A simple rule is this: the more often you run a command, the shorter it should be. I’ve written about this before, in Efficient Way to Improve Console Productivity.

I have a number of one-character aliases:

G='| glark'
H='| head'
L='| less'
M='| more'
S='| sort'
T='| tail'
h='history -5000'
l='ls -CF'

I’ll write later about those nifty uppercase ones (and yes, there is the alias “a” for “alias”, but for now, I’ll just show them with examples:

alias G -g '^.='

That was the command that I ran to generate the list above. It expands to “alias | glark -g ‘^.='”.

find src -type d S

That finds all directories and pipes them to sort.

There are three “families” of commands that I run the most often:

  • diff – diff files
  • eye – look at/in files on the command line
  • find – list all files/directories matching a pattern
  • open – open files in editor, browser
  • search – look in files

So I have been writing one-character scripts/functions (in Bash) for each of the above, where the script understands context as well as the targets.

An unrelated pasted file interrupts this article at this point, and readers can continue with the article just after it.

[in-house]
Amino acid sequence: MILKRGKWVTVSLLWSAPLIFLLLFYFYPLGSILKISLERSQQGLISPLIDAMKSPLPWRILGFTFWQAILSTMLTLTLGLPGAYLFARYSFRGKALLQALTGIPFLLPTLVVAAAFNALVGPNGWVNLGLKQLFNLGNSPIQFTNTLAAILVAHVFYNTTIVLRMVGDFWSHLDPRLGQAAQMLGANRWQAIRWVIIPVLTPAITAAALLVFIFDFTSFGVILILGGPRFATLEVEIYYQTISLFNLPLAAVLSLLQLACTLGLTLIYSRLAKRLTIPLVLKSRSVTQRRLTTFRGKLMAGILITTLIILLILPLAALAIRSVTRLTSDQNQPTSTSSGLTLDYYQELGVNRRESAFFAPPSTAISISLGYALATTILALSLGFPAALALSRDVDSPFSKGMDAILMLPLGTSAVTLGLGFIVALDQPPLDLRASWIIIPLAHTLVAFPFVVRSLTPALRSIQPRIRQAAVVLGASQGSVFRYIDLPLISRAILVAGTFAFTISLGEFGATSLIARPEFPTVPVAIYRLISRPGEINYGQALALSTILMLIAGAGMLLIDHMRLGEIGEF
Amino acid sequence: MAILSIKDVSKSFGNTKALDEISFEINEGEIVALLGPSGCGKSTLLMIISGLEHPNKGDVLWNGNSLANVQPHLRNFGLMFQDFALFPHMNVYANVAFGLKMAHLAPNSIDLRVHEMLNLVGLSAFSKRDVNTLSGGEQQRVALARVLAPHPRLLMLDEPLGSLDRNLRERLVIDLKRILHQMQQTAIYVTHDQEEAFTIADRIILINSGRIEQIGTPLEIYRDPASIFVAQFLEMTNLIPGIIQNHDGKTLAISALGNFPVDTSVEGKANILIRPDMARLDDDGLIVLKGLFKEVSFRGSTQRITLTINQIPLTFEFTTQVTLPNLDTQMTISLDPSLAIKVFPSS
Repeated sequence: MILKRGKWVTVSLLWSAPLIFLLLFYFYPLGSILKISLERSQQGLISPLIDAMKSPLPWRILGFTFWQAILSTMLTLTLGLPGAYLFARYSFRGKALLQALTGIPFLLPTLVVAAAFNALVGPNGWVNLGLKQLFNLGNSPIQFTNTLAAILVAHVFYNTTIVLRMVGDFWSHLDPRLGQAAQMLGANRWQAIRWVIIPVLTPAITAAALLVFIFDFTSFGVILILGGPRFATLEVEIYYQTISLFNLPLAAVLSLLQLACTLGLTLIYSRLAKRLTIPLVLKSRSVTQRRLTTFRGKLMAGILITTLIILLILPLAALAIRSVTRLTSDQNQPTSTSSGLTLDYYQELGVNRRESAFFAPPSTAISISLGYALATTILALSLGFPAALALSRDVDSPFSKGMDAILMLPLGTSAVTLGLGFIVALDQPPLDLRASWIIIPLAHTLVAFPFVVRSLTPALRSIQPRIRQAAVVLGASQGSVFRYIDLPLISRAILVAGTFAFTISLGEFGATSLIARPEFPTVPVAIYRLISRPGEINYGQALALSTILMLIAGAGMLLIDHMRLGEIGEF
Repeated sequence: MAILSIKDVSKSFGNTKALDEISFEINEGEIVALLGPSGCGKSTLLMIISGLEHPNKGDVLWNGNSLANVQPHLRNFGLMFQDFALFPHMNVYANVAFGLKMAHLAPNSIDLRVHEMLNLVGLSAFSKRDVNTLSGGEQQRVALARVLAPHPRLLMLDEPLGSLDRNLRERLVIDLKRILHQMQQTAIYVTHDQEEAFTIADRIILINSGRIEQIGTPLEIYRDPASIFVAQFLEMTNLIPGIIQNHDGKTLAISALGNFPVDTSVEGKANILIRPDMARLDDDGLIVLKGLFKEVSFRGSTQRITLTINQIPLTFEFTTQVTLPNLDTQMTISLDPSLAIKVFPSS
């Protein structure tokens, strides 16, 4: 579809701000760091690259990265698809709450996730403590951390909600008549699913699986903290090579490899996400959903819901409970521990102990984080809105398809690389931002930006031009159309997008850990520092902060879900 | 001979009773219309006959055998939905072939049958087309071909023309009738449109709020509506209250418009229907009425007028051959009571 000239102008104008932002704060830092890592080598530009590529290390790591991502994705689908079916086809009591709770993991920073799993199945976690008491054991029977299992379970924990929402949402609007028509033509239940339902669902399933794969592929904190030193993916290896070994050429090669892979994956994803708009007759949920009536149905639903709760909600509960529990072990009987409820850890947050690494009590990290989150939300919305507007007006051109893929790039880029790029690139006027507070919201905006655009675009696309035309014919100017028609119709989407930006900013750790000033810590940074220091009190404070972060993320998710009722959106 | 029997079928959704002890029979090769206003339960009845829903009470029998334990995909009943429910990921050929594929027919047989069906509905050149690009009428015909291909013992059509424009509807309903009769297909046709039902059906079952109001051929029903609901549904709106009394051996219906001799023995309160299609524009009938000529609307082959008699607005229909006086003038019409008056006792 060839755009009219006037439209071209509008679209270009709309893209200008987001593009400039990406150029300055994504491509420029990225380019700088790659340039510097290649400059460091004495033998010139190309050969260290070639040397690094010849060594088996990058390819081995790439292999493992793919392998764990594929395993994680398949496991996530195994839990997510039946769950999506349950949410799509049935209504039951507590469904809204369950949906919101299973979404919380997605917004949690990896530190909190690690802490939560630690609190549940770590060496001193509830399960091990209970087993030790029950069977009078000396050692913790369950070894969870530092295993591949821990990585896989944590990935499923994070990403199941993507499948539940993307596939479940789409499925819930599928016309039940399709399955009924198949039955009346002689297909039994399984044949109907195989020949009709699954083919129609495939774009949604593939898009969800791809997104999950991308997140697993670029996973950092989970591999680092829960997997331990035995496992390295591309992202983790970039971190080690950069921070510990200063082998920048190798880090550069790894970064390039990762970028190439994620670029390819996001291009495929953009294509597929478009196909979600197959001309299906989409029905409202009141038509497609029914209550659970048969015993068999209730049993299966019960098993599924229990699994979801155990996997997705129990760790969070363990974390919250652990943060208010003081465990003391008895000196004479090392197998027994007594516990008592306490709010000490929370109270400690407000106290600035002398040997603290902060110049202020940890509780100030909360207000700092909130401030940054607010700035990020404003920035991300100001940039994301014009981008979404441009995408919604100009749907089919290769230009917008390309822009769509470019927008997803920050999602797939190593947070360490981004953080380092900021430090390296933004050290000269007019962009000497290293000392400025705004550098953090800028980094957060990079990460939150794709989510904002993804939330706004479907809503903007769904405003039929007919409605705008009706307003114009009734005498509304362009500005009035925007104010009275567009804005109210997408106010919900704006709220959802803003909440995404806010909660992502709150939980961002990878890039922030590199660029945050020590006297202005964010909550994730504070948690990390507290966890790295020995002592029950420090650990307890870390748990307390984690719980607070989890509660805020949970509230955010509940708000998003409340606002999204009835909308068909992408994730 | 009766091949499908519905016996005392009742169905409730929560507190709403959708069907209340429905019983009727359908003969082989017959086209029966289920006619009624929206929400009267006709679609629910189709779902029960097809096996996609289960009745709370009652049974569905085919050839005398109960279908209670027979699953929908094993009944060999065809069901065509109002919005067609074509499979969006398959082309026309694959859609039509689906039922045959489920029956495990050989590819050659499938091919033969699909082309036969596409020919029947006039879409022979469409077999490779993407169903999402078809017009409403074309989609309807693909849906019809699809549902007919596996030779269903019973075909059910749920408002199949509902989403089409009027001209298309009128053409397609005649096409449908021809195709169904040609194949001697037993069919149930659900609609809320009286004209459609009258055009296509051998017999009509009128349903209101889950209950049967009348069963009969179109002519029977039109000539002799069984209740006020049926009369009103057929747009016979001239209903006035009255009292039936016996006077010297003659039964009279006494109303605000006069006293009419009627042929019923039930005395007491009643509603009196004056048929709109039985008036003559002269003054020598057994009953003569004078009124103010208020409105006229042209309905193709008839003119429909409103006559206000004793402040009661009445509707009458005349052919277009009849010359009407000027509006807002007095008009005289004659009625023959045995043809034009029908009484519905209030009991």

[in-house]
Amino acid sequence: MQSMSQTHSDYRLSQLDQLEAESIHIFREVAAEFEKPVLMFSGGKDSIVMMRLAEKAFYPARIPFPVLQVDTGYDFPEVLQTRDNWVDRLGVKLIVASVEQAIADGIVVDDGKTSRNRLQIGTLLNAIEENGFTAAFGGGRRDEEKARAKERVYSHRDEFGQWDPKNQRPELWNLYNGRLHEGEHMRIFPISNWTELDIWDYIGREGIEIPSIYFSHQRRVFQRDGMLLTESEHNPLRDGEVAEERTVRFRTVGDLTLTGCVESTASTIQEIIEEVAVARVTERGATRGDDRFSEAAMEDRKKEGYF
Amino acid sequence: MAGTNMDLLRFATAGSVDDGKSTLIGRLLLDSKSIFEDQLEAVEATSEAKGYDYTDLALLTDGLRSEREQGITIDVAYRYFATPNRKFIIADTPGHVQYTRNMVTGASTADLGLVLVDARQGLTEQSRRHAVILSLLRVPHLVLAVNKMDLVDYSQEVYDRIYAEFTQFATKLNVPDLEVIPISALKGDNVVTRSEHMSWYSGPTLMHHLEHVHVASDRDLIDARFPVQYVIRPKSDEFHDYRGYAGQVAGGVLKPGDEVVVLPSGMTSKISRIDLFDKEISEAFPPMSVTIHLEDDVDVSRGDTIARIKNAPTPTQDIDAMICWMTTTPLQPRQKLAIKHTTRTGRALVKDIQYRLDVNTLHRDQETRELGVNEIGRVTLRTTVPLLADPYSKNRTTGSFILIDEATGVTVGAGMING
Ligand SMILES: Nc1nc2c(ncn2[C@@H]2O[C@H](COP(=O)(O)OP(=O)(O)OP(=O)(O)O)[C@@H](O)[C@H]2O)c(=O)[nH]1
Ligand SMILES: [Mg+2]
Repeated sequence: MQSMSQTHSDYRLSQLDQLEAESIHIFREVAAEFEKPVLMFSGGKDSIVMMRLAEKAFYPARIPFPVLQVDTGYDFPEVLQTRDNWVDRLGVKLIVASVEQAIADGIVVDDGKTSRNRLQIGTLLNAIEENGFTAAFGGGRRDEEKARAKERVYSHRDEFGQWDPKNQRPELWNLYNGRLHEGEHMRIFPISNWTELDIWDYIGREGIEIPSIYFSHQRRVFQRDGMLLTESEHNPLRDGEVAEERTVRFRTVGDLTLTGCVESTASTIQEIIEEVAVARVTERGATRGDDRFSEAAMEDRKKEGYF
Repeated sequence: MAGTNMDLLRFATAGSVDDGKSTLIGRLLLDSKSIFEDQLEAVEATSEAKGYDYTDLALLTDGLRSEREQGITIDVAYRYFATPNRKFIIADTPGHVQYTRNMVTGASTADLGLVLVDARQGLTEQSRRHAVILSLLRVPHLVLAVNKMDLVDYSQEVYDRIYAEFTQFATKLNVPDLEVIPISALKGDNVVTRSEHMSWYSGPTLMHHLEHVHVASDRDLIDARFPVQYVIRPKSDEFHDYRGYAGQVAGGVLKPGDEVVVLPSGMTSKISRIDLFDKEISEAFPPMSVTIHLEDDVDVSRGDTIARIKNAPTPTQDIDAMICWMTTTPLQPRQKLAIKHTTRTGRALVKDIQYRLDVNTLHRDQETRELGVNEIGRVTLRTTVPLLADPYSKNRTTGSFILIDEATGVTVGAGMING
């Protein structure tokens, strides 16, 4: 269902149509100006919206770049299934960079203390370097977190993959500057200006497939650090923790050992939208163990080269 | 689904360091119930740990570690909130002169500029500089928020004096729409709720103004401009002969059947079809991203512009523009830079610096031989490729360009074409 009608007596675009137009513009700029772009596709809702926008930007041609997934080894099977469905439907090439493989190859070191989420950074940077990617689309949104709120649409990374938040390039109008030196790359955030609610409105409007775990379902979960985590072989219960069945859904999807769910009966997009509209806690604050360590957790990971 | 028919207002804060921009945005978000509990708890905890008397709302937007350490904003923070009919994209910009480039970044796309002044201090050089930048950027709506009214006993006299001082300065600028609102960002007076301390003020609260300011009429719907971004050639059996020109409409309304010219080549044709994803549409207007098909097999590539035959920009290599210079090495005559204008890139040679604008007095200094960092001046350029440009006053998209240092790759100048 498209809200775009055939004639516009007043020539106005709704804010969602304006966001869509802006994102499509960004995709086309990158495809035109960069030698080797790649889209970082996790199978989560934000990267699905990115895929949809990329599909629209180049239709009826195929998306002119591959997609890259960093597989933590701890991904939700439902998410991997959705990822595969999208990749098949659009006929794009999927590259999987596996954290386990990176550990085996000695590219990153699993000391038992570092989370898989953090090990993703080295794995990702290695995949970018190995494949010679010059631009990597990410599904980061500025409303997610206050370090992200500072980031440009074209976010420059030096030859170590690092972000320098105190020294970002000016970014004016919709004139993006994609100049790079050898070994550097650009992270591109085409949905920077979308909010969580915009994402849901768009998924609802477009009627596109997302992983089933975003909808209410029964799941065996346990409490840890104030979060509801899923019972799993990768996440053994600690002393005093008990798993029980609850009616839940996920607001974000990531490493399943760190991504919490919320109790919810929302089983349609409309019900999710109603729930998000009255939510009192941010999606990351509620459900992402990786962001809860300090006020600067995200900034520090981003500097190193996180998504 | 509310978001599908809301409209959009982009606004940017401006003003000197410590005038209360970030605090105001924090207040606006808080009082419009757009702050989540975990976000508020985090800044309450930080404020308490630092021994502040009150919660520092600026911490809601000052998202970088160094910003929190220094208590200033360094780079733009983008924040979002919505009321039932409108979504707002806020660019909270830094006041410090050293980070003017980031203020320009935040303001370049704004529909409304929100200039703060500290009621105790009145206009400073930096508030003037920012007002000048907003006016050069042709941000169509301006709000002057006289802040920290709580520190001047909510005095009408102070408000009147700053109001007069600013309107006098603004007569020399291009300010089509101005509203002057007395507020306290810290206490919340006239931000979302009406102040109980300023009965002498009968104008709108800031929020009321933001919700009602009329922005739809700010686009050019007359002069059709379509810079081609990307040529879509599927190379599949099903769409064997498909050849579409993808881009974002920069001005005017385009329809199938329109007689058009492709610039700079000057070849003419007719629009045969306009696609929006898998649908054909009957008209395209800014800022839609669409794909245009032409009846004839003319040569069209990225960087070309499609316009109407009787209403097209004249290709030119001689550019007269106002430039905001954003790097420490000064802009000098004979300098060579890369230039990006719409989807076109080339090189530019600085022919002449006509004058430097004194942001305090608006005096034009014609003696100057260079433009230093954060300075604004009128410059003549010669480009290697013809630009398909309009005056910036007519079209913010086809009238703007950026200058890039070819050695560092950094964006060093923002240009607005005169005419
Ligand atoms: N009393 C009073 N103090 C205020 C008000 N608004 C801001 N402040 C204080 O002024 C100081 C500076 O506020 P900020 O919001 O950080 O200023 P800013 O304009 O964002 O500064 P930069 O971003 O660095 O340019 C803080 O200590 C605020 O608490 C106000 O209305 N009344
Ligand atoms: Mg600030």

For example, “s pluralize” run from a directory that contains a “Rakefile” will expand to search (using glark) only for Ruby files.

e program.tar.gz” is the equivalent of “tar ztvf program.tar.gz“, and “e” lists the zip file, with entries sorted by name.

d dir1 dir2” runs a recursive diff on the directories, and “d path/to/file ../dir2” will diff “path/to/file” against “../dir2/path/to/file”, if the latter file exists. I do this to avoid the tedious repetition of comparing one code base to another (such as two branches, when merging them): “diff path/to/file1 ../dir2/path/to/file1“, “diff path/to/file2 ../dir2/path/to/file2“, etc.

Although this project is in its early stage, and the output is still rough (i.e., containing debugging output), it already has been quite useful, so I thought I would share.